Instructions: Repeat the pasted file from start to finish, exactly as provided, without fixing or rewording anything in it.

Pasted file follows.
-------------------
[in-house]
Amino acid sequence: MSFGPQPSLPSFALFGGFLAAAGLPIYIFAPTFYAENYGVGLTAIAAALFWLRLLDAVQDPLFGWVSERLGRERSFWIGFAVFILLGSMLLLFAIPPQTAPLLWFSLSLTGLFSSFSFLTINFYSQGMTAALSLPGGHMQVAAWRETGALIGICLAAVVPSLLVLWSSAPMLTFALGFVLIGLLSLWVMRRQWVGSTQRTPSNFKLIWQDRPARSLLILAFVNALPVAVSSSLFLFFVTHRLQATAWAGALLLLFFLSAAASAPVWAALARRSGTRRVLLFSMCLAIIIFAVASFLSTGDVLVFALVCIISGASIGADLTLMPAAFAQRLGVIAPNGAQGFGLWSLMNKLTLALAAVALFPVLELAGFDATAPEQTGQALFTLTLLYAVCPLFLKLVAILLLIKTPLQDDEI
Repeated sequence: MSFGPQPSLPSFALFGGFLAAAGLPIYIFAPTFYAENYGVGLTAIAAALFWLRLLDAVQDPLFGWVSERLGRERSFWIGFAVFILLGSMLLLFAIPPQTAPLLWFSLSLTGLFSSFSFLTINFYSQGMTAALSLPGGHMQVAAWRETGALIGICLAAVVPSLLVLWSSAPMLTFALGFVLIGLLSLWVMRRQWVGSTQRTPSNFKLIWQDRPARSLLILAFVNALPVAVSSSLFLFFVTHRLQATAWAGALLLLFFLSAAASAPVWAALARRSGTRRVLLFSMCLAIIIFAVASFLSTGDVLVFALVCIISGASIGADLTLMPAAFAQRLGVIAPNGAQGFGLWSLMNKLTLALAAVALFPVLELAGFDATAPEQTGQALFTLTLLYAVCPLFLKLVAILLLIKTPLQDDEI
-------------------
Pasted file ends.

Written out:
[in-house]
Amino acid sequence: MSFGPQPSLPSFALFGGFLAAAGLPIYIFAPTFYAENYGVGLTAIAAALFWLRLLDAVQDPLFGWVSERLGRERSFWIGFAVFILLGSMLLLFAIPPQTAPLLWFSLSLTGLFSSFSFLTINFYSQGMTAALSLPGGHMQVAAWRETGALIGICLAAVVPSLLVLWSSAPMLTFALGFVLIGLLSLWVMRRQWVGSTQRTPSNFKLIWQDRPARSLLILAFVNALPVAVSSSLFLFFVTHRLQATAWAGALLLLFFLSAAASAPVWAALARRSGTRRVLLFSMCLAIIIFAVASFLSTGDVLVFALVCIISGASIGADLTLMPAAFAQRLGVIAPNGAQGFGLWSLMNKLTLALAAVALFPVLELAGFDATAPEQTGQALFTLTLLYAVCPLFLKLVAILLLIKTPLQDDEI
Repeated sequence: MSFGPQPSLPSFALFGGFLAAAGLPIYIFAPTFYAENYGVGLTAIAAALFWLRLLDAVQDPLFGWVSERLGRERSFWIGFAVFILLGSMLLLFAIPPQTAPLLWFSLSLTGLFSSFSFLTINFYSQGMTAALSLPGGHMQVAAWRETGALIGICLAAVVPSLLVLWSSAPMLTFALGFVLIGLLSLWVMRRQWVGSTQRTPSNFKLIWQDRPARSLLILAFVNALPVAVSSSLFLFFVTHRLQATAWAGALLLLFFLSAAASAPVWAALARRSGTRRVLLFSMCLAIIIFAVASFLSTGDVLVFALVCIISGASIGADLTLMPAAFAQRLGVIAPNGAQGFGLWSLMNKLTLALAAVALFPVLELAGFDATAPEQTGQALFTLTLLYAVCPLFLKLVAILLLIKTPLQDDEI